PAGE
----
Faculty at USC Annenberg received a record amount of research funding in the 2009 fiscal year, sparked in part by major health communication grants.
The Annenberg School received $10.6 million in grants in fiscal year 2009, up from $5.7 million in 2008 and $4.4 million in 2007. The growth was aided in part by a jump in research proposals submitted, from 49 in 2008 to 68 in 2009.
“We’ve been on a rising trajectory for a number of years, but this year we increased our funding dramatically,” said Margaret McLaughlin, communication professor and associate dean for faculty affairs and research. “More and more, we are harnessing the talent of our researchers to help people live productive and healthy lives.”
Major funding in fiscal year 2009 included a $3.475 million National Institute of Mental Health grant to communication professor Lynn Miller and her team to develop a video game designed to reduce risky behavior that can lead to acquiring HIV, and a $568,000 National Science Foundation grant to communication professor Janet Fulk and alumna Yu Connie Yuan to study systems and networks of knowledge. Communication professor Dmitri Williams has received multiple grants to study group behavior by analyzing video game data, including a $176,000 grant from the NSF in fiscal year 2009.
McLaughlin said Dean Ernest J. Wilson III has been the driving force behind the rise of research grants at USC Annenberg, pointing to his appointment of staff dedicated to working with faculty to obtain funding. Ralph Wipfli came in January as the School’s first sponsored research coordinator. In his role, Wipfli works closely with contracts and grants coordinator Carolyn Bryant, assistant dean for finance Bruce Missaggia, associate dean McLaughlin, and assistant dean for development and alumni relations Francesca De Marco.
“Dean Wilson has provided additional support that has helped faculty navigate the complex and time-consuming process of submitting a grant,” she said. “Faculty can now focus on ideas for research and have all the help they need to turn their ideas into grants. Few other schools on campus have a dedicated sponsored research coordinator, and it gives us an advantage.”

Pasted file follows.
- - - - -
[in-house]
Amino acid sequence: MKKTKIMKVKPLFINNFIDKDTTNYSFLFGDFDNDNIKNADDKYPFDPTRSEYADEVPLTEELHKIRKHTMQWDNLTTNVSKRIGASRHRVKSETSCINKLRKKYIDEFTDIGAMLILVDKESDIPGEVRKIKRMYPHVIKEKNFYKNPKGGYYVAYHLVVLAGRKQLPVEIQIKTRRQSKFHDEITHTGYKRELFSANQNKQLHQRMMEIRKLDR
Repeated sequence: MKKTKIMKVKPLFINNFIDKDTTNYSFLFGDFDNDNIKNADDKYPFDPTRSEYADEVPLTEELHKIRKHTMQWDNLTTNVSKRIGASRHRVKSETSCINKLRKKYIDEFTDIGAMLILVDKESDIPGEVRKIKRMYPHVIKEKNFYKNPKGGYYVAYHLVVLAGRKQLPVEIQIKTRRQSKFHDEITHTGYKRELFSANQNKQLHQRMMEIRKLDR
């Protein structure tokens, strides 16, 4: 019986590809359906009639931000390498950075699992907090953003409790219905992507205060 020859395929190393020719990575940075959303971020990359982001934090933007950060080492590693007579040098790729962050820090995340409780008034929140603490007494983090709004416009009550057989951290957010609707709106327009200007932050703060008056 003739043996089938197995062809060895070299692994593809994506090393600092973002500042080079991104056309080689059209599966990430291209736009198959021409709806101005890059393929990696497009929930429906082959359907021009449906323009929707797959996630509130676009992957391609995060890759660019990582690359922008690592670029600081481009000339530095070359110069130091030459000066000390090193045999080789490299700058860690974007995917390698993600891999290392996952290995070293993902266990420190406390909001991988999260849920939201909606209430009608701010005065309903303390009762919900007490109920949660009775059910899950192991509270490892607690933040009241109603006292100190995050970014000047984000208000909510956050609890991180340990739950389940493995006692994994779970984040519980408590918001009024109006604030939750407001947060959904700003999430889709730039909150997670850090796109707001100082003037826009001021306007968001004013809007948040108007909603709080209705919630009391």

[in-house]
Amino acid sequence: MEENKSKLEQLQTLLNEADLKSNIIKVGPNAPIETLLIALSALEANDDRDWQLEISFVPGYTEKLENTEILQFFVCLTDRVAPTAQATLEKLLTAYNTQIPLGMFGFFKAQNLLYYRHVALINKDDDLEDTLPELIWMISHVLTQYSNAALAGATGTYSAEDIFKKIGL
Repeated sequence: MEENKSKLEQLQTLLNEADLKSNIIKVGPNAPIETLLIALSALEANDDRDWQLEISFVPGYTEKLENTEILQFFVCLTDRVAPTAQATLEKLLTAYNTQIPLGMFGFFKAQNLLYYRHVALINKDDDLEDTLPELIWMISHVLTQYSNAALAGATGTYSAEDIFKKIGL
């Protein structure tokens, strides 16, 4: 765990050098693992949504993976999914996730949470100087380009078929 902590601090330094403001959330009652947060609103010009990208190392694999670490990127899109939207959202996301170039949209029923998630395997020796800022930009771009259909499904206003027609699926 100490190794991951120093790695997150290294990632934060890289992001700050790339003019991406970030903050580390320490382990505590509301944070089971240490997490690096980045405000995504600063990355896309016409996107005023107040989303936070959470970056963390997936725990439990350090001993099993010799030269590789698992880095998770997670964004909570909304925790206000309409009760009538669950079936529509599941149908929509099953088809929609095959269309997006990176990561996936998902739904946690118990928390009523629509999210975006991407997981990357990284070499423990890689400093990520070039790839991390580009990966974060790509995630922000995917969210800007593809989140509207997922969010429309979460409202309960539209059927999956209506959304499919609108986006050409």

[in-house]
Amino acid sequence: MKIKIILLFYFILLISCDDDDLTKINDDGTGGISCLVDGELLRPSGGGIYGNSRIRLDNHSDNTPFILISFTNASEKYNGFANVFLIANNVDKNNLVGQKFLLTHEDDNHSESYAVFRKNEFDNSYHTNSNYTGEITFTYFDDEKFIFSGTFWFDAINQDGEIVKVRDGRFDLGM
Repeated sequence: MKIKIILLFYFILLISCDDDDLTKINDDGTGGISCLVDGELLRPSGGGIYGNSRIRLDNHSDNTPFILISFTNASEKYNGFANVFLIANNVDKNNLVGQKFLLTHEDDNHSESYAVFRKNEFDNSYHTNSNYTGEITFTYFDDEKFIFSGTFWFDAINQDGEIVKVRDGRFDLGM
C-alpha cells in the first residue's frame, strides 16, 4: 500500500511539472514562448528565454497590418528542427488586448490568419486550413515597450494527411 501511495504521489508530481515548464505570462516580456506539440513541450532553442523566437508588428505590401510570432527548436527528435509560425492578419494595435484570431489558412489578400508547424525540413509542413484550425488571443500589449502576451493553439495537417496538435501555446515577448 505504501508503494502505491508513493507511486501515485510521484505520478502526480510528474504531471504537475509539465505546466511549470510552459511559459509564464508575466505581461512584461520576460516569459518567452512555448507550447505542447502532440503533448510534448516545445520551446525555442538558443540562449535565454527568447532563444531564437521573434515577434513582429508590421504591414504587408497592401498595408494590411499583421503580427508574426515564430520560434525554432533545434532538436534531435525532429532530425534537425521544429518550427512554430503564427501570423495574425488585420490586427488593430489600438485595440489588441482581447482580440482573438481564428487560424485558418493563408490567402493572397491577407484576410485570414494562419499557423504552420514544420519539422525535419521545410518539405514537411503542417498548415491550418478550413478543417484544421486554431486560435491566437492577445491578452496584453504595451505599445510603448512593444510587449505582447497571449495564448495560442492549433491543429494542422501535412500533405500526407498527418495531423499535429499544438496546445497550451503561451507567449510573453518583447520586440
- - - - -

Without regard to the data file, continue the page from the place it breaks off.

Wipfli said Dean Wilson’s strategic direction has created an environment that allows and encourages faculty to pursue their research ideas.
“I see more and more faculty contacting me about their research needs and looking for information about what’s going on in the world of research. They’re asking about research happening in other schools and searching for possible partnerships.”
Fiscal year 2010 is already off to a fast start. A $3.285 million grant from the California HealthCare Foundation created the California HealthCare Foundation Center for Health Reporting at the Annenberg School for Communication & Journalism, directed by journalism professor Michael Parks. A $3.075 million grant from the National Institutes of Health aims to increase cancer awareness through narratives (communication professor Sheila Murphy is the principal investigator). McLaughlin partnered with USC’s Viterbi School of Engineering as the co-principal investigator on a 4-year $2.2 million National Science Foundation grant to improve bilingual and bicultural communication at medical facilities.
“Research and research grants are fundamentally important to any college or university, and a top priority for us at USC Annenberg,” Dean Wilson said. “I will continue to stress the importance of faculty making a difference by researching ways to contribute to the good of society.”